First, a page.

Prepping for HCTS – Q&A with Research Director Owen Rogers

You may recognize our next speaker from when he sported a cloud print suit last year. Owen Rogers is Research Director of the Digital Economics Unit at 451 Research, which helps customers understand the economics behind digital and cloud technologies, so they can make informed choices.

Q: What did you discuss last year?
A: Last year I discussed how cloud pricing was coming down, but cheaper providers weren’t necessarily winning market share as a result. For me, this indicated a value-driven market where enterprises are willing to pay more for products that better suit their needs, but naturally want to squeeze every penny once their requirements are met.

Q: What was your biggest take away from last year’s HCTS?
A: My biggest take away from last year is that service providers need to be better at adding and communicating value, as infrastructure becomes increasingly commoditized and enterprises look up the stack.

Q: What will you be discussing in this session?
A: In my session, “Winning at Every Stage of the Cloud Journey,” I will be looking at how services providers can add value at every step of the enterprise cloud journey. One way they can is through managed services, particularly when clients are leveraging a multi-cloud environment. According to our Voice of the Service Provider survey, in addition to the services being offered like backup/dr, security and managed hosting, many customers revealed several pain points they are looking to service providers to solve (see Figure 3 from the survey results). Additionally, being able to address these pain points could be a key differentiator between the service providers and their competition.
Voice of the Service Provider Figure 3 2018Any attendee can also ask me about my expert sunburn avoidance techniques at any time during the Summit.

Q: Why should HCTS attendees find this session valuable/what can they hope to gain?
A: I’d like to think attendees will leave my session with ideas for new products to add to their portfolios and new opportunities to add value. My session will identify which of products are most likely to derive greater margins.

Q: Why are you excited to attend this year’s HCTS?
A: The Crabcake Benedict in Café Bellagio is exquisite. Also, the lounge at the airport has a fantastic gruyere-based soup.

We are excited to have Owen back to Las Vegas for HCTS, which will be held at the Bellagio in Las Vegas, September 24-26. Register for HCTS 2018 to hear all the speakers you have met thus far in our ongoing series, including the previous Q&A with Andy Lawrence.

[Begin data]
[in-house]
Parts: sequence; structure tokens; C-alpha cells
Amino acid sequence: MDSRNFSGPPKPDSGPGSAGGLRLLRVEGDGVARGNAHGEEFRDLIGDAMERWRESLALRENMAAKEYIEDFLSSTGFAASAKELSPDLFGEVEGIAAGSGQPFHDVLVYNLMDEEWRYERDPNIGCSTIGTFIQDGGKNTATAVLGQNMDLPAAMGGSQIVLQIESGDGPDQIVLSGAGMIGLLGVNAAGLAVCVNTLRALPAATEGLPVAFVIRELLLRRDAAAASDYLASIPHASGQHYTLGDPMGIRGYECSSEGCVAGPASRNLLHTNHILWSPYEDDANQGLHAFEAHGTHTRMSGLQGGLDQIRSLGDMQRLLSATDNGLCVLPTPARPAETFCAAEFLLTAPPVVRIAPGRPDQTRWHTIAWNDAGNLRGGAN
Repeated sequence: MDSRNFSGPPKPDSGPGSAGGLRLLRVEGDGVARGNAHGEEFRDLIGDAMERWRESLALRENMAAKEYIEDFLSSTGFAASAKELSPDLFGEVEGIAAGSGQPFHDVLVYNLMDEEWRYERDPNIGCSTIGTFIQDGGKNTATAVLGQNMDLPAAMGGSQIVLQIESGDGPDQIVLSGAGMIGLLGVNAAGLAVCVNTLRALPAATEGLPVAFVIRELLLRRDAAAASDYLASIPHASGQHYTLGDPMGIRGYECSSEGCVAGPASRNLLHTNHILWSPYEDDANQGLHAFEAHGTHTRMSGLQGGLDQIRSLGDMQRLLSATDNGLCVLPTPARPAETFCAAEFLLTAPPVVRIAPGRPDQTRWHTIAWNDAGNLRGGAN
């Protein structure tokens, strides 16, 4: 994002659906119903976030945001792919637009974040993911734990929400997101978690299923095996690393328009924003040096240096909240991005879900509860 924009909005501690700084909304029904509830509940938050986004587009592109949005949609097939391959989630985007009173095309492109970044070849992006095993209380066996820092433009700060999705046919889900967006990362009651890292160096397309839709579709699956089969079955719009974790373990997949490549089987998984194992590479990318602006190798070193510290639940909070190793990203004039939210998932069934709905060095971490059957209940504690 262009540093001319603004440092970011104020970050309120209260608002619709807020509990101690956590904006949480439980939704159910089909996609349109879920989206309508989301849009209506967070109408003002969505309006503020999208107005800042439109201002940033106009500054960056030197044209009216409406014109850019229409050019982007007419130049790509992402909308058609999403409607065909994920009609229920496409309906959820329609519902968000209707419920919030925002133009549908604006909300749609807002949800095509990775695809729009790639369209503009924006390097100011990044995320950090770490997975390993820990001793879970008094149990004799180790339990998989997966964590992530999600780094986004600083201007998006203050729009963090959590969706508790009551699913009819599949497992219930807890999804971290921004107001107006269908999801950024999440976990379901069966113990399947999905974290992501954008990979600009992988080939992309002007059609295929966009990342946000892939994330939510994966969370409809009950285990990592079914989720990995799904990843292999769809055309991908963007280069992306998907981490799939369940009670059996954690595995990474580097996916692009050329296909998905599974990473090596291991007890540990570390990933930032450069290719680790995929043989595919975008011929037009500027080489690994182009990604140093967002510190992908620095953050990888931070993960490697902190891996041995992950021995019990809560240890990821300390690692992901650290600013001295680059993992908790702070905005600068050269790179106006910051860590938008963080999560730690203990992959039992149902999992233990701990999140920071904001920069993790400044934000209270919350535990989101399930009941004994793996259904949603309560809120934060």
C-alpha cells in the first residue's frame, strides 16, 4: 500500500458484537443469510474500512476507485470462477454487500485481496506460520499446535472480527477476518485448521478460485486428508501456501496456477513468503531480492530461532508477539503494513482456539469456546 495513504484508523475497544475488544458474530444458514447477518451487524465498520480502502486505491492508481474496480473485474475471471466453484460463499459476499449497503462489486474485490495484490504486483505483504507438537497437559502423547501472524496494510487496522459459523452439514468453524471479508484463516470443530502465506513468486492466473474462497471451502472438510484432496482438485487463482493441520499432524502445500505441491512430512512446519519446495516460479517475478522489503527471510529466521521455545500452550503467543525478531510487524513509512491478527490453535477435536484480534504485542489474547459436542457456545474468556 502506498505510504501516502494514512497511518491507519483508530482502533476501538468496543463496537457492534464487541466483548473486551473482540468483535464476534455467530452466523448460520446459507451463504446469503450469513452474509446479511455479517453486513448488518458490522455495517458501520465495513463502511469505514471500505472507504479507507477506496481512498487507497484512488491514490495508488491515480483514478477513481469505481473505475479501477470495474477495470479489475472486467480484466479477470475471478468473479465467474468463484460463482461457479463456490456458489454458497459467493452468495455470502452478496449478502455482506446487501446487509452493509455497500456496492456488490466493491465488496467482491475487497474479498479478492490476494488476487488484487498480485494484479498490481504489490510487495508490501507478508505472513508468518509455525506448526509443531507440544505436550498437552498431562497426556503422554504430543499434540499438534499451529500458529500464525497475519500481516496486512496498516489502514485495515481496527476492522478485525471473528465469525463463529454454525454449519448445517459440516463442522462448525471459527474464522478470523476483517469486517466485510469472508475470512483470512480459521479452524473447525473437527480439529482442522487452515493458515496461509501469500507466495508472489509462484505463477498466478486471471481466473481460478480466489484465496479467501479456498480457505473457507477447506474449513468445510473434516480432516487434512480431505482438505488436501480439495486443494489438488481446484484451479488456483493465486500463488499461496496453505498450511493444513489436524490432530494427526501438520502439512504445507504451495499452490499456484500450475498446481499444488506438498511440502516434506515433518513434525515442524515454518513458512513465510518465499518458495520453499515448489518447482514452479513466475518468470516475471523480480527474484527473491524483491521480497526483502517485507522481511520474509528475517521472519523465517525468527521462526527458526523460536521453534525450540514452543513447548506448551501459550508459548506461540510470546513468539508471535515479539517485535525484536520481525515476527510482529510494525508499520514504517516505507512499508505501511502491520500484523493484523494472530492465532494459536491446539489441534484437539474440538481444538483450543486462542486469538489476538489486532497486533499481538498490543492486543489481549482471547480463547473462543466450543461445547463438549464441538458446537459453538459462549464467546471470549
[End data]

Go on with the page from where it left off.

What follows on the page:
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Webinar - Global Unified Commerce Forecast: Top Trends Reshaping Retail

The Global Unified Commerce Forecast: Top Trends Reshaping Retail webinar will be held September 18, 2018, at 1:00 pm ET.

The confluence of new technologies, new entrants and new consumer demands has catapulted retail into a state of flux. These market shifts are influencing not only the way in which shoppers choose to obtain their desired goods and services, but how and where they spend their money. Join Research Vice President Sheryl Kingstone and Research Director Jordan McKee as they share key findings from 451 Research’s recently launched Global Unified Commerce Forecast. The webinar will hone in on insights derived from the forecast, pinpointing major market shifts occurring in retail.

 Register to attend below.

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Future of Productivity Software Part 3: Vendors Need to Message to the New Work Archetypes

Blog post contributed by Chris Marsh, Research Director - Workforce Productivity & Compliance

The trends we have highlighted so far in part 1 and part 2 of this blog series, represent a fundamental change in the anatomy of work driven by the need to have those closest to the execution of work responsible for designing, overseeing and executing it, as found in the Technology & Business Insight (TBI) report “The Future of Productivity Software.” This macro shift and allied trends are subverting most of the archetype value propositions of existing products, vendors and segments, almost all of which have historically focused on satisfying specific functional capabilities or discrete roles and personas.

The functional underpinnings of the old work archetypes – managing work, collaborating, accessing, reporting it – are becoming less valuable. Vendors consequently need to message around new ones growing form WorkOps. Heavily informed by automation and intelligence, product messaging will need to reflect what users and businesses will be freed up to do because of what the product is enabling. Technology will abstract, automate and predict, while people will question, co-create and model. Using content management as an example – messaging will need to shift from how you manage content including residency, governance and security to the direct benefits from surfacing content automatically into work at the right time to satisfy a specific business goal. The shift from old to new archetypes will also be seen in more contextual access and management of work, less linear creation processes, more purposeful collaboration, decentralized integration and more real and right-time reporting to support highly responsive decision-making.